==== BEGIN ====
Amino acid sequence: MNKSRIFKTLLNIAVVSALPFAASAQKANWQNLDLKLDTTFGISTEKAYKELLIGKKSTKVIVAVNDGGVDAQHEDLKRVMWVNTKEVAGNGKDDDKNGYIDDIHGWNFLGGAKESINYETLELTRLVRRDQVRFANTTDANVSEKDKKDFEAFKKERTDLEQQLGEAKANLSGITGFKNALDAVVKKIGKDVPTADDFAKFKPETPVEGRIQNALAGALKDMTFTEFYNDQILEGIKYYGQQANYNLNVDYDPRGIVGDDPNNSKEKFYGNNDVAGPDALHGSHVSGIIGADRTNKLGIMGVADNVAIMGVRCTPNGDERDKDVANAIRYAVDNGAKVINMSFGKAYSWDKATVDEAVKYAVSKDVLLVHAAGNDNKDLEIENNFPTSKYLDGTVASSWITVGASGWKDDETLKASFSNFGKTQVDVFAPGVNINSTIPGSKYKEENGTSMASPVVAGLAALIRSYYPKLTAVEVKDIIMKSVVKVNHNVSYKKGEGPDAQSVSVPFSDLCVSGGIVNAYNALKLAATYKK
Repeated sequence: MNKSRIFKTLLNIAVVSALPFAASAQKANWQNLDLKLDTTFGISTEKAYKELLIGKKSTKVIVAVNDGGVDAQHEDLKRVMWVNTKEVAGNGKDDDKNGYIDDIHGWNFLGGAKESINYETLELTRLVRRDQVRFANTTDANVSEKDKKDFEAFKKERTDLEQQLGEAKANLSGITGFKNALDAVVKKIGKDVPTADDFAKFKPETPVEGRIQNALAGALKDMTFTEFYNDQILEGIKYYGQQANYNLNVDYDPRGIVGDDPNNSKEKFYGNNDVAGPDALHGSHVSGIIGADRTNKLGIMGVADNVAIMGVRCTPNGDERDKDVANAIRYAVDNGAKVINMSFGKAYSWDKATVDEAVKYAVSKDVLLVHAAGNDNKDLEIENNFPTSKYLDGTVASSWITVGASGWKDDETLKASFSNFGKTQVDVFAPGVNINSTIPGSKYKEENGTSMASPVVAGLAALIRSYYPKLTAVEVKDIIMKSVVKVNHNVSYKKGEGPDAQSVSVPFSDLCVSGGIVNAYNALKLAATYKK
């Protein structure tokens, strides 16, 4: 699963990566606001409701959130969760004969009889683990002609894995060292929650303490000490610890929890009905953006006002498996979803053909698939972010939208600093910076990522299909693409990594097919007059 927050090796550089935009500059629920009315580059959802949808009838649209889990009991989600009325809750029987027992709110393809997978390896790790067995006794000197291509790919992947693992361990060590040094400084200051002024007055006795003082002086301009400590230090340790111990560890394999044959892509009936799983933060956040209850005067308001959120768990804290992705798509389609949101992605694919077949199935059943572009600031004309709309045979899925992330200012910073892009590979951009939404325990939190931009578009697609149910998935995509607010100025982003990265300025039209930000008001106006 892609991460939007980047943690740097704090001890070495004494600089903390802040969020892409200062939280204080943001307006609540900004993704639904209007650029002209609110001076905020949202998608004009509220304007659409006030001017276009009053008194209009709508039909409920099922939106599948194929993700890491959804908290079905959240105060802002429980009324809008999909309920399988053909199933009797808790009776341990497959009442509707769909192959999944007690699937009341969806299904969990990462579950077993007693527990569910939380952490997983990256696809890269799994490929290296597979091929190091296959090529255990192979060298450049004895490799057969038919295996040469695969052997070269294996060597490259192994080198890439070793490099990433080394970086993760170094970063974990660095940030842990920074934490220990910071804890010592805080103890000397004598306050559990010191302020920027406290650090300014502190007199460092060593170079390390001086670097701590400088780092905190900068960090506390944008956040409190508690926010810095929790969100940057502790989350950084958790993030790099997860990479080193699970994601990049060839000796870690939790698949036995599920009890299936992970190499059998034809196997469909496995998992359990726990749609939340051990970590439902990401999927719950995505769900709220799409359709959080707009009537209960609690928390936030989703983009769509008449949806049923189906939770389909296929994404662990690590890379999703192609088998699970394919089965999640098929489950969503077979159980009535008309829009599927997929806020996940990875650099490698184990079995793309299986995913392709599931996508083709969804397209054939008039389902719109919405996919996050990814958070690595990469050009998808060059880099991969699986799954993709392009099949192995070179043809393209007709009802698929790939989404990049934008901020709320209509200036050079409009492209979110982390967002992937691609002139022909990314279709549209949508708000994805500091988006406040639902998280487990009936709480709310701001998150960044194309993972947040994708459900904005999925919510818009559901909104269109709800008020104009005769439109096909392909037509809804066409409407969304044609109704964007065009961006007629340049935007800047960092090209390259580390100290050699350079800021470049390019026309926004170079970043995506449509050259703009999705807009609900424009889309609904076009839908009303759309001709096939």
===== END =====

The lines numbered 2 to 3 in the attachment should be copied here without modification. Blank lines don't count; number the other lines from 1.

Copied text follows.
Repeated sequence: MNKSRIFKTLLNIAVVSALPFAASAQKANWQNLDLKLDTTFGISTEKAYKELLIGKKSTKVIVAVNDGGVDAQHEDLKRVMWVNTKEVAGNGKDDDKNGYIDDIHGWNFLGGAKESINYETLELTRLVRRDQVRFANTTDANVSEKDKKDFEAFKKERTDLEQQLGEAKANLSGITGFKNALDAVVKKIGKDVPTADDFAKFKPETPVEGRIQNALAGALKDMTFTEFYNDQILEGIKYYGQQANYNLNVDYDPRGIVGDDPNNSKEKFYGNNDVAGPDALHGSHVSGIIGADRTNKLGIMGVADNVAIMGVRCTPNGDERDKDVANAIRYAVDNGAKVINMSFGKAYSWDKATVDEAVKYAVSKDVLLVHAAGNDNKDLEIENNFPTSKYLDGTVASSWITVGASGWKDDETLKASFSNFGKTQVDVFAPGVNINSTIPGSKYKEENGTSMASPVVAGLAALIRSYYPKLTAVEVKDIIMKSVVKVNHNVSYKKGEGPDAQSVSVPFSDLCVSGGIVNAYNALKLAATYKK
């Protein structure tokens, strides 16, 4: 699963990566606001409701959130969760004969009889683990002609894995060292929650303490000490610890929890009905953006006002498996979803053909698939972010939208600093910076990522299909693409990594097919007059 927050090796550089935009500059629920009315580059959802949808009838649209889990009991989600009325809750029987027992709110393809997978390896790790067995006794000197291509790919992947693992361990060590040094400084200051002024007055006795003082002086301009400590230090340790111990560890394999044959892509009936799983933060956040209850005067308001959120768990804290992705798509389609949101992605694919077949199935059943572009600031004309709309045979899925992330200012910073892009590979951009939404325990939190931009578009697609149910998935995509607010100025982003990265300025039209930000008001106006 892609991460939007980047943690740097704090001890070495004494600089903390802040969020892409200062939280204080943001307006609540900004993704639904209007650029002209609110001076905020949202998608004009509220304007659409006030001017276009009053008194209009709508039909409920099922939106599948194929993700890491959804908290079905959240105060802002429980009324809008999909309920399988053909199933009797808790009776341990497959009442509707769909192959999944007690699937009341969806299904969990990462579950077993007693527990569910939380952490997983990256696809890269799994490929290296597979091929190091296959090529255990192979060298450049004895490799057969038919295996040469695969052997070269294996060597490259192994080198890439070793490099990433080394970086993760170094970063974990660095940030842990920074934490220990910071804890010592805080103890000397004598306050559990010191302020920027406290650090300014502190007199460092060593170079390390001086670097701590400088780092905190900068960090506390944008956040409190508690926010810095929790969100940057502790989350950084958790993030790099997860990479080193699970994601990049060839000796870690939790698949036995599920009890299936992970190499059998034809196997469909496995998992359990726990749609939340051990970590439902990401999927719950995505769900709220799409359709959080707009009537209960609690928390936030989703983009769509008449949806049923189906939770389909296929994404662990690590890379999703192609088998699970394919089965999640098929489950969503077979159980009535008309829009599927997929806020996940990875650099490698184990079995793309299986995913392709599931996508083709969804397209054939008039389902719109919405996919996050990814958070690595990469050009998808060059880099991969699986799954993709392009099949192995070179043809393209007709009802698929790939989404990049934008901020709320209509200036050079409009492209979110982390967002992937691609002139022909990314279709549209949508708000994805500091988006406040639902998280487990009936709480709310701001998150960044194309993972947040994708459900904005999925919510818009559901909104269109709800008020104009005769439109096909392909037509809804066409409407969304044609109704964007065009961006007629340049935007800047960092090209390259580390100290050699350079800021470049390019026309926004170079970043995506449509050259703009999705807009609900424009889309609904076009839908009303759309001709096939």